Palmer deal means watered down Future of Financial Advice reforms will proceed

Palmer deal means watered down Future of Financial Advice reforms will proceed

The government has struck a deal with Clive Palmer to water down the Future of Financial Advice laws. 

The FoFA reforms were introduced by the former Labor government and were designed to protect consumers from financial planning fraud.

The FoFA laws originally set out to ban commissions for financial advice, require financial advisers to ask clients whether they wish to continue receiving their service every two years and require financial advisers to act in the best interests of their clients.

But the Abbott government moved to water down the “burdensome” reforms and announced many of the changes would be made by regulation not legislation, meaning there would be no scrutiny by a parliamentary committee.

Yesterday the government changed the FoFA laws through government regulation, despite opposition in the senate.

A last minute deal with Palmer allowed the laws to proceed with the mining mogul-turned-politician extracting some concessions. 

Palmer’s four changes are:

  • financial advice providers required to act in the best interests of their client and prioritise their clients’ interests ahead of their own;
  • any fees to be disclosed and the financial adviser to provide a fee disclosure statement annually;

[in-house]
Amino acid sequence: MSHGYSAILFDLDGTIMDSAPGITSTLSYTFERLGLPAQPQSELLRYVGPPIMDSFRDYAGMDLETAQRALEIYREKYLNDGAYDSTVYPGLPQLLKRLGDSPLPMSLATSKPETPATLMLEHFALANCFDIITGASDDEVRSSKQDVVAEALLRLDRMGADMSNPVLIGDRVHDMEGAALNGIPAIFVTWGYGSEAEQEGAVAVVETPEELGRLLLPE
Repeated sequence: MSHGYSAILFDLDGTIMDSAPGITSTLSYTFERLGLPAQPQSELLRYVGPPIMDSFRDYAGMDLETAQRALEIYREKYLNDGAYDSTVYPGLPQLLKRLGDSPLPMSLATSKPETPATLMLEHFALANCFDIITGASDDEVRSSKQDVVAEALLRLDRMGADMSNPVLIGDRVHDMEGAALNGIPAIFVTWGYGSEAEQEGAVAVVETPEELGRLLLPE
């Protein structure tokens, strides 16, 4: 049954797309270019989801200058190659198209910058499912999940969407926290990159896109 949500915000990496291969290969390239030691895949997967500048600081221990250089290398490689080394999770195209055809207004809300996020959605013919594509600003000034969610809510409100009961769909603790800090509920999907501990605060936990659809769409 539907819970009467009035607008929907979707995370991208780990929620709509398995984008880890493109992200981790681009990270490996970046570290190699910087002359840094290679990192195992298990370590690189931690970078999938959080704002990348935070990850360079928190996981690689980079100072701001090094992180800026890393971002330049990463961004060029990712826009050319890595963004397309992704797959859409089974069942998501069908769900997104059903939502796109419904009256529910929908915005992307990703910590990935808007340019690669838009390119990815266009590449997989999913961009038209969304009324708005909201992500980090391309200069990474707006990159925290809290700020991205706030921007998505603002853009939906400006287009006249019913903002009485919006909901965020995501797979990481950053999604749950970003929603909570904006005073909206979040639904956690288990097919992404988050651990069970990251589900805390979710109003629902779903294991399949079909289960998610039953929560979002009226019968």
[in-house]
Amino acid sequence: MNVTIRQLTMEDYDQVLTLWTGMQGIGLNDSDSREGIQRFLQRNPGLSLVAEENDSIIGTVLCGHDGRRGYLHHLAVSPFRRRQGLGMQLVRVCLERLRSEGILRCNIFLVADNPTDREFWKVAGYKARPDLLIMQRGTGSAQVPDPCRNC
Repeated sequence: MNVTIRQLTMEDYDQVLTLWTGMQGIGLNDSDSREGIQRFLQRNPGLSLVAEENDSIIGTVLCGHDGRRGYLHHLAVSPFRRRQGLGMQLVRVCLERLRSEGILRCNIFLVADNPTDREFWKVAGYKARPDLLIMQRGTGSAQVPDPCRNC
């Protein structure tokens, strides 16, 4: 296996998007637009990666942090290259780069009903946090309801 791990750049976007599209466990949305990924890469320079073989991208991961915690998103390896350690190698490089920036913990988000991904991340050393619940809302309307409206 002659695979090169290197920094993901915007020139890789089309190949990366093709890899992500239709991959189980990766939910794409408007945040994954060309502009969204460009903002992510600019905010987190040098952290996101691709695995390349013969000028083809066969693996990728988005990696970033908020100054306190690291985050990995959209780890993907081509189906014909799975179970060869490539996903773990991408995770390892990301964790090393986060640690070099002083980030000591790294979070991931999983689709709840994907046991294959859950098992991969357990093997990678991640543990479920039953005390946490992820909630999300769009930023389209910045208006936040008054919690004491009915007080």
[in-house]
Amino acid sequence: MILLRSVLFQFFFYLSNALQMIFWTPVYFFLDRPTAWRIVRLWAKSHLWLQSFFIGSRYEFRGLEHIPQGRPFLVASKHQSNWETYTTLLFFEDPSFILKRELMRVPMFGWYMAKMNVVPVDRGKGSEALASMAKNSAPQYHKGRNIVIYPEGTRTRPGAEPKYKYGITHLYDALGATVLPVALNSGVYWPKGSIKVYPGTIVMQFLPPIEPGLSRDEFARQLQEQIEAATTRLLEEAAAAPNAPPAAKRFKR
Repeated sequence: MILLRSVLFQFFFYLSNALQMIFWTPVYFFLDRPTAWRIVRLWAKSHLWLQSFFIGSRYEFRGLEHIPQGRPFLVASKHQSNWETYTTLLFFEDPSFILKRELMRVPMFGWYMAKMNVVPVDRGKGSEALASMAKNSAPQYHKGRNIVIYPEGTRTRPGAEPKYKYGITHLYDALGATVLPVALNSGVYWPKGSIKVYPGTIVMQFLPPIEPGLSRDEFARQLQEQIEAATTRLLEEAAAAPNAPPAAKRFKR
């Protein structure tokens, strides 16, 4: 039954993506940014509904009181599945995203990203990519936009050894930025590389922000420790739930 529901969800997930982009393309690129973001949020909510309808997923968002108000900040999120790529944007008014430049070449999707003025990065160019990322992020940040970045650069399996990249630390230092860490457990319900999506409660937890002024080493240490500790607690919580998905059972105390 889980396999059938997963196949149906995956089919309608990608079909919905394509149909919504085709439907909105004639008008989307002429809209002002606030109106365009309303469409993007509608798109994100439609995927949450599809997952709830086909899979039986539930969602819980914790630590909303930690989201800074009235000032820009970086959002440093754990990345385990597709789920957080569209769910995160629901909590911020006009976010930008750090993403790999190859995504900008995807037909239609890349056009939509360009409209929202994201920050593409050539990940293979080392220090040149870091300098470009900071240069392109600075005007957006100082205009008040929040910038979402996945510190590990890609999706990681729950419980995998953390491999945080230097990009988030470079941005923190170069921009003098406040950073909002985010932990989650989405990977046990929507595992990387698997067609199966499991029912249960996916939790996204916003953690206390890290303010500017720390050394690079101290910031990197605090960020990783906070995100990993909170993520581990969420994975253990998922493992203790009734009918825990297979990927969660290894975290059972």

• clients have the right to return financial products under a 14-day cooling-off period; and
  • clients have the right to change their instructions to their financial adviser, if for example they experience a change in their circumstances.

Finance Minister Mathias Cormann says the government will add further changes to the regulations within 90 days.

But opponents of the changes to FoFA, like consumer group CHOICE, say Palmer’s concessions do nothing to offer protection and only impose more red tape.

Erin Turner, campaigns manager at CHOICE, told SmartCompany she is “really disappointed” with the outcome.

“Consumers including small business consumers don’t have protection when seeking financial advice when there has been scandal after scandal of people losing money through financial advice,” she says. “It leaves consumers vulnerable to that happening again.” 

CPA Australia chief executive Alex Malley described the changes as “mere window dressing” that will do little to improve the trust and confidence of Australian retail investors in the financial services sector or improve access to advice.

“The proposed additional regulations, negotiated between the government and some minor party and independent senators yesterday, will do little to add to provisions already contained in the Corporations Act,” he said in a statement. 

But Brad Fox, chief executive of the Association of Financial Advisers, is happy the changes have passed. 

“This has taken a very long time to get to this point and it is a good landing point,” he says. “When the dust settles people will recognise that we have the strongest protection for financial advice in the world.”   


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